Artemis BJJ (PHNX Fitness), Can Sönmez, Bristol, UK - 02/10/2014
We've now opened at our second venue! It's called PHNX Fitness and is over in Kingswood, down Two Mile Hill Road. I've got a map up on the Artemis BJJ website, so will be filling in the full directions once I get a chance to take some more pictures of the outside (so, probably Saturday before open mat). Classes are 20:00-21:15 on Tuesdays and Thursdays, along with a lovely two hour open mat on Saturdays from 10:00 to 12:00. Hope to see you there!
Tonight I was going to show some basic side control escapes, but as there were only a couple of people there and one of them was heavily pregnant, I deviated. Instead, I asked what they wanted to learn (and in particular, what my pregnant student would be comfortable with): turtle was the solution. I went with the simplest attack I know from turtle, the clock choke. Personally I have never had much luck with the standard version, so I use an 'elbow wedge' variation I learned from my instructor Kev Capel (and he in turn learned it from Felipe Souza, who we both used to train with at RGA HQ).
From the side ride, move from grabbing their arm to reaching through for a grip on their far collar. To enhance that grip, there is the option of reaching under their arm with your far arm and opening up the collar, then feeding it to your other hand. Be aware that there is a danger of them reaching back to trap your elbow if you do that. Either way, once you have a deep grip, bring the arm that was by their far leg to the near side of their head. Use your elbow as a wedge against their skull, giving you a sort of 'backstop' to pull their collar through.
Pressing that arm into their skull produces a fair bit of leverage in conjunction with your collar grip. Increase it by leaning back slightly, while walking your legs around towards their head (but maintain your weight on their shoulders, or you'll relieve the pressure). This should result in a choke.
I also went through the standard entry to the crucifix. Starting from the side ride, dig your near knee next to their hip. You're aiming to shove that as deep as you can behind their arm. Once it is in deep, flare the knee out towards you, which should make their arm available for your other heel to hook. Drag it back over your other leg and use your legs to lock that arm in place. At this point, you've already got a bunch of attacks available to you, but we want to get them face-up.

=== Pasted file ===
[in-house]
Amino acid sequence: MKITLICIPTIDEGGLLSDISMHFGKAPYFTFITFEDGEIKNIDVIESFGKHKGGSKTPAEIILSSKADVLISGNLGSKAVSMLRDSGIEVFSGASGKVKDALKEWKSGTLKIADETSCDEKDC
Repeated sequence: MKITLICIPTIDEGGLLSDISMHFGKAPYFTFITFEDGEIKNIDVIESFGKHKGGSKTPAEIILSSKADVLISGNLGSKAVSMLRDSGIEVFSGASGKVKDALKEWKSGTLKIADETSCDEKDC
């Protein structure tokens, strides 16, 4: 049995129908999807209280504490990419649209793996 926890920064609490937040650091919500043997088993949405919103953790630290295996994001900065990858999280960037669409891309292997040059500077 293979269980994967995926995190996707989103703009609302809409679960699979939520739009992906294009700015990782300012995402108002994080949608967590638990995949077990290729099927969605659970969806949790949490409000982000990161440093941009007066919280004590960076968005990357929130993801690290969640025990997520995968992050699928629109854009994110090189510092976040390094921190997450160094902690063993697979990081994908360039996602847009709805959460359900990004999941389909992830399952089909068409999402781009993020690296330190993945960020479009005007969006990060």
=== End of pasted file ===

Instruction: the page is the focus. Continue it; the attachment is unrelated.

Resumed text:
You'll probably be grabbing their wrist, their bicep, their sleeve or something else with your arm on the near side. With your other arm, reach under their far armpit and grab their shoulder. They could trap your elbow and try to roll you at this point, but that puts you where you want to be anyway. In the likely event they aren't foolish enough to do that, you have a few entries to the face-up crucifix available to you.
The one I prefer is from the Dave Jacobs seminar. Walk your feet back towards their bum, staying low and tight. Keep walking until you roll over their leg, putting them face-up. As you move into that position, make sure that your far arm is hooking back behind your head: otherwise, they can wriggle their arm free without too much trouble, enabling them to turn and escape.
You don't want their weight too far on top of you, as again that can help them escape: if that happens, shrimp your hips slightly to bring them down again. However, you don't want them to slip too far down to the mat, as there's another escape they can do in that situation. So, if they're too far down, scoop under them to prevent that escape.
Teaching Notes: The main thing that would be useful to add is an approach to the turtle when they are being too tight for both the clock choke and the crucifix entry. I think Aesopian covers some options in Mastering the Crucifix, so I'll have another look at those before I teach it next time. I was a little less prepared than usual as I wasn't expected to teach turtle tonight, but as I've spent a month on it now I was fairly clear on the steps. I'm especially excited that we now have a two hour long open mat: that should be awesome for refining technique, as long as I make sure we get a good turnout. :)